Prague way more beautiful than Paris, hands down. I could ramble on and on, but it will all just come out as “amazing, beautiful, perfect, unreal,” etc. We went to the Museum of Torture (lame), walked over Charles Bridge, went to the castle, and roamed the streets. One night we saw some bands play at a little bar/club. We even went out to a restaurant for dinner, which we never do on our own… but we picked the right city to splurge. Appetizers, 3 dinners, 4 beers, and 2 cokes were about 25 Euros (we went out with our other Hospitality Club host, a great guy from the Ukraine) total. We ate yummy pastries every morning and saw street performers and took a zillion pictures.
The hitchhiking adventure from Prague back to Berlin was much, much slower. We never really found a great spot to start from in Prague, but after many hours of waiting finally got a ride to Dresden with this great Czech couple. It was almost dark when we got there, and the possibility of getting picked up after dark when you’re hitching is much less… so we just decided to stay in Dresden for the night, at another fantastic hostel. 12 Euro a night for super comfy beds, clean bathrooms, amazing kitchen, good coffee, etc. In the end, I felt like everything worked out the way it was supposed to, because I loved Dresden. It still had some old buildings left (though most of the city was bombed in the war, I guess they were able to salvage some good stuff), and the rest of the city was like Berlin – clean, modern, and efficient. There was a great punk scene, tons of great bars to choose from, and very close to nature. After exploring for a while, we ended up at a bar called “Little Creatures” where my boyfriend had one of the best milkshakes I’ve ever tasted and I had another comically large beer.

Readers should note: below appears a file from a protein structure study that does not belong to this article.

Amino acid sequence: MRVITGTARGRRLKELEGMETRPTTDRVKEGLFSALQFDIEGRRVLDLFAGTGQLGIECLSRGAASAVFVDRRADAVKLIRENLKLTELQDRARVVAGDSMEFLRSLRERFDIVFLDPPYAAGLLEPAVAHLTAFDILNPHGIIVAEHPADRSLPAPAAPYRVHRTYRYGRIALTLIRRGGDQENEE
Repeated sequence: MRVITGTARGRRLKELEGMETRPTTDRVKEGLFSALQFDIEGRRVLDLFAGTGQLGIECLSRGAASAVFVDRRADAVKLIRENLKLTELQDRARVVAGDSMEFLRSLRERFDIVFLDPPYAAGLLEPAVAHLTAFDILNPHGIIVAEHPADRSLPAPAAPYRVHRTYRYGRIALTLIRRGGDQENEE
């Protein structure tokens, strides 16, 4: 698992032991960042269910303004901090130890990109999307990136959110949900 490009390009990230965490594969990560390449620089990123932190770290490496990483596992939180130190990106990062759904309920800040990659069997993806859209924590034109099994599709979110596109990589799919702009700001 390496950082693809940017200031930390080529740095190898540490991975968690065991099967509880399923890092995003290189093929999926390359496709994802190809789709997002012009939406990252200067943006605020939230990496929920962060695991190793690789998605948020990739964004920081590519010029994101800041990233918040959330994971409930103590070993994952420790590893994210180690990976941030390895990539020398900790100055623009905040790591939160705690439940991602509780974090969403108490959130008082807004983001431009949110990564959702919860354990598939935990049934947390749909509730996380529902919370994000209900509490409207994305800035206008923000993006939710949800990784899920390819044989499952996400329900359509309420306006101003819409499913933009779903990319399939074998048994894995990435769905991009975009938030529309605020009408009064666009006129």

Hitching from Dresden to Berlin on Monday was also slow-going and we almost gave up a few times, but in the end, again, it all worked out great. A Czech guy who spoke perfect English picked us up at a rest stop in the middle of nowhere (a very not-crowded rest stop that was making me very nervous with the lack of people pulling over) and drove us straight into Berlin, after the first couple rides only took us about 50 kilometers of so. We were in Berlin by 6:30pm, with plenty of time to eat, rest, and catch our 9:30 train back to Paris on Monday night.
There you have it. I want to go back and spend way more time in each of the cities I visited, which is the sign that I had an awesome trip. I’m just very, very tired and I really need to do laundry. And then I want to travel more, more, more.